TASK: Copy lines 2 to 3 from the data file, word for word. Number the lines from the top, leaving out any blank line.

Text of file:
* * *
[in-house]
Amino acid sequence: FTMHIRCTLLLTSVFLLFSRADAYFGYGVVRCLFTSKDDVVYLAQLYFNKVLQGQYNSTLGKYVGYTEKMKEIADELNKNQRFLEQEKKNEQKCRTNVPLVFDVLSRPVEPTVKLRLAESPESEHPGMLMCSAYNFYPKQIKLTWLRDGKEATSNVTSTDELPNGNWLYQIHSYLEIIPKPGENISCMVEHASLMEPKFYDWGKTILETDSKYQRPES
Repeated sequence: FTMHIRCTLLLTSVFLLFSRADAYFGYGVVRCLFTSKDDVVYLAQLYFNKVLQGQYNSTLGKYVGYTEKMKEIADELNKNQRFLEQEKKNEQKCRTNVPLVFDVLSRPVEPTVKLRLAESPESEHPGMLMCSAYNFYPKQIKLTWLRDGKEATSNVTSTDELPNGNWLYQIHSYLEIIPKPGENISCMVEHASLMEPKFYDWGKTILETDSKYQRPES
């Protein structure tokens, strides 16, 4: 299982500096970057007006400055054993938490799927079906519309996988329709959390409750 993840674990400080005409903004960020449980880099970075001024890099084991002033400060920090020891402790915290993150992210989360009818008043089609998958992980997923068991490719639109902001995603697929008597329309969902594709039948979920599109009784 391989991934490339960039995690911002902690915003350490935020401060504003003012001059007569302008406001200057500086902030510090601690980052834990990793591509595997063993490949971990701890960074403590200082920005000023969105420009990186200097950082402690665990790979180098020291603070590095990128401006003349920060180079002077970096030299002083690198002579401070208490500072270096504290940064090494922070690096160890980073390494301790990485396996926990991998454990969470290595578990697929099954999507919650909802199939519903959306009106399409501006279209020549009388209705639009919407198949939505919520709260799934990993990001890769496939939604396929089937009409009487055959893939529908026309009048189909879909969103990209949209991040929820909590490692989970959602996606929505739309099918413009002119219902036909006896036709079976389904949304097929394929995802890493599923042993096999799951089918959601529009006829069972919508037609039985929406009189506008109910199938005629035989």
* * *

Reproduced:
Amino acid sequence: FTMHIRCTLLLTSVFLLFSRADAYFGYGVVRCLFTSKDDVVYLAQLYFNKVLQGQYNSTLGKYVGYTEKMKEIADELNKNQRFLEQEKKNEQKCRTNVPLVFDVLSRPVEPTVKLRLAESPESEHPGMLMCSAYNFYPKQIKLTWLRDGKEATSNVTSTDELPNGNWLYQIHSYLEIIPKPGENISCMVEHASLMEPKFYDWGKTILETDSKYQRPES
Repeated sequence: FTMHIRCTLLLTSVFLLFSRADAYFGYGVVRCLFTSKDDVVYLAQLYFNKVLQGQYNSTLGKYVGYTEKMKEIADELNKNQRFLEQEKKNEQKCRTNVPLVFDVLSRPVEPTVKLRLAESPESEHPGMLMCSAYNFYPKQIKLTWLRDGKEATSNVTSTDELPNGNWLYQIHSYLEIIPKPGENISCMVEHASLMEPKFYDWGKTILETDSKYQRPES